I have a yellow/tan complexion (similar to Beyonce's), and I'd like to find out what peels are safe for me. I've searched for a long time for this answer and can't find the true answer (for example, some sites say TCA can be used, then some sites say TCA is not for non-white skin). Thank you for your answers!
What Peels Are Safe for African-American Skin?
Doctor Answers 17
TCA can be risky for African-American skin.
I would start with a salicylic acid peel (20%) or Jessner's peel. These solutions tend to be less problematic for African-American skin. TCA peels in ethnic skin should be used with caution and I would not go higher than 10% TCA. If I was going to use TCA on African-American skin, I would probably do a small test spot and follow up in 1 month to ensure that it did not cause a pigmentary problem.
Peels for African American Skin
The issue with darker skin is not whether you can or cannot have a peel; the issue is how aggressive that peel is. That is, the more aggressive the peel the more likely you will have post-treatment hyperpigmentation. For example, a high strength TCA peel would not be for you, but a very low strength TCA peel or even a light glycolic peel could be used on your skin.
Benefits of Chemical Peels
Almost everyone can benefit from chemical peels. You are no exception. The most important thing to do is to find a dermatologist who has extensive experience with chemical peels so that they know how best to treat your skin. I am from Miami originally and I can tell you there are a large number of very well-trained dermatologists there. Please avoid the med-spas and non-dermatologist/plastic surgeon providers!
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Chemical peels safe for African American skin
There are a number of types of peels that can be performed safely and with excellent results on brown skin. The type of peel you get will depend on your problem, More importantly have your peel done by a licensed professional who is experienced doing chemical peels on brown skin. Steer clear of full phenol peels. Only have a board certified dermatologist or plastic surgeon do a TCA peel on you.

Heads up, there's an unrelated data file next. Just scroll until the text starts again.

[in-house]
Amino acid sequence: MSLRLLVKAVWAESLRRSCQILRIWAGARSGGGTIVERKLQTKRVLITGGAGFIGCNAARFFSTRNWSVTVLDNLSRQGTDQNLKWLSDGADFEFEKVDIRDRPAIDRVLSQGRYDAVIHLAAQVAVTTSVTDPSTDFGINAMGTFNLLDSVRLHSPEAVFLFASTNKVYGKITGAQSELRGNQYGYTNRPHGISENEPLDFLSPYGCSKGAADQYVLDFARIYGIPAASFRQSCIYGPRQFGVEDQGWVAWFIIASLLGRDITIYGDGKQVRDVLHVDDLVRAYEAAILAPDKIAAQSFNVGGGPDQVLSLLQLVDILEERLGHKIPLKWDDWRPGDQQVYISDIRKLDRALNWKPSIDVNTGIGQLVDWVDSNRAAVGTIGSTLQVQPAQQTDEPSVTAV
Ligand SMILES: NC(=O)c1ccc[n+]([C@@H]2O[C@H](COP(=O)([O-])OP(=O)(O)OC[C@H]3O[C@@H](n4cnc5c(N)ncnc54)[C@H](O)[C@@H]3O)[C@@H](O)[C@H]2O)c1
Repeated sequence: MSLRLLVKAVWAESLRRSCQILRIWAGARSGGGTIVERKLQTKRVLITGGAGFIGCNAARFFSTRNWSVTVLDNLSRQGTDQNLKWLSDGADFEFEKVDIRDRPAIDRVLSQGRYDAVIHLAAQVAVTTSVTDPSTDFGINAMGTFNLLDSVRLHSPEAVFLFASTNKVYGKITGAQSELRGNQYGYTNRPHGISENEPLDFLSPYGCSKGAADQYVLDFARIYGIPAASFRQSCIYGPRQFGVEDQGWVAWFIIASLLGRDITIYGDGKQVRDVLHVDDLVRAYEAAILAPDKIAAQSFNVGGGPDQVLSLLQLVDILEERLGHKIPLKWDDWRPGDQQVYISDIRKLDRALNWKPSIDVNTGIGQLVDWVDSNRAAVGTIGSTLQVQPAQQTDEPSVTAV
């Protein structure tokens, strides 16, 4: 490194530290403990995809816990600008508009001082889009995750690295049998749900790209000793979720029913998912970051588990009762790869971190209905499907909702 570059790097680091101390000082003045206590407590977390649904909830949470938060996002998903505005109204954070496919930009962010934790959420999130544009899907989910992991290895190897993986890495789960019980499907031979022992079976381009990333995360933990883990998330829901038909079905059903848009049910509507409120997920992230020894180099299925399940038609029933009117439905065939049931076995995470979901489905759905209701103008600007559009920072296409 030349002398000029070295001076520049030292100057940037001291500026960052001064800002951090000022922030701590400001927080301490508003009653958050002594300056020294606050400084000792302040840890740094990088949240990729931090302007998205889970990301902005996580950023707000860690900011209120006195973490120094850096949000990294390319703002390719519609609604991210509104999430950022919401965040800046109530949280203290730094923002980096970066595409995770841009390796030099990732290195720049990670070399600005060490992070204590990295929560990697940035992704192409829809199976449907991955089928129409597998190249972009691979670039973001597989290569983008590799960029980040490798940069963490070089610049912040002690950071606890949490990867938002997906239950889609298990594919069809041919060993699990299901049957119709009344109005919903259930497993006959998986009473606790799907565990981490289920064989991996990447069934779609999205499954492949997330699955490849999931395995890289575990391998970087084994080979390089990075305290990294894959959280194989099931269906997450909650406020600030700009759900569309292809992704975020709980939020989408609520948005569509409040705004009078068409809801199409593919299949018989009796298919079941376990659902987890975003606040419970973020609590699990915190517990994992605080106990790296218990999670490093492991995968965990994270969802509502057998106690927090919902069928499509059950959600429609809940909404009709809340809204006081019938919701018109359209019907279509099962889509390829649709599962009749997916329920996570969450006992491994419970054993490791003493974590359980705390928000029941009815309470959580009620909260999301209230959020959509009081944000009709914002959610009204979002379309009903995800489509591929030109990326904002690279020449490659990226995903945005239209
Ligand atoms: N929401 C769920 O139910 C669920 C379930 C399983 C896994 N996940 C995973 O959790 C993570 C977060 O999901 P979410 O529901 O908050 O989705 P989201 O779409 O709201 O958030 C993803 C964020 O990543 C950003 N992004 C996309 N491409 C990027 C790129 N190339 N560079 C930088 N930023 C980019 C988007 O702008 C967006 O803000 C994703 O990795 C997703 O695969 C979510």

The depth of the peel should be matched to the depth of the problem you are trying to correct
The type of peel appropriate for you depends upon what condition you are trying to improve. For a peel to work you need to match the depth of the peel to the depth of the problem. It is true that in darkly pigmented skin caution must be exercised with chemical peeling. A good initial peel to try is a Jessner's peel. This is an intra-epithelial peel. It would correct texture problems and make the skin smoother. You may also consider a treatment like microdermbrasion. Exercise caution and start slowly would be my best advice.
In the medical community, we use what is called a Fitzpatrick scale. It is used to determine melanocyte (the cells that produce color) activity in the skin. For those patients that are a Fitzpatrick 1-3, most chemicals are an option, providing all other criteria is met. Once you reach a Fitzpatrick 4, caution must be exercised. Generally speaking, inflammation can equal hyper-pigmentation, or brown spots. Even worse, there is the possibility of hypo-pigmentation, or loss of color. TCA solution would be taking a chance or risky, depending on where you fall in that scale of 4 or more. There are other chemicals or treatments (like microneedling) that are safer and more effective, depending on what your goals are.
Chemical Peels for African American Skin
I have many patients with dark skin and the TCA peels that I perform in my office combined with specially formulated products such as those with Vitamin C and retinoids give beautiful results without any risk of depigmentation or hyper pigmentation. Be sure to consult a specialist who understands that darker complexion skin is more sensitive and needs proper treatment. Best, Dr. Green
Peels that are safe for African American skin
Safe Peels For African-American Skin
Many peels suitable for African-American Skin
These answers are for educational purposes and should not be relied upon as a substitute for medical advice you may receive from your physician. If you have a medical emergency, please call 911. These answers do not constitute or initiate a patient/doctor relationship.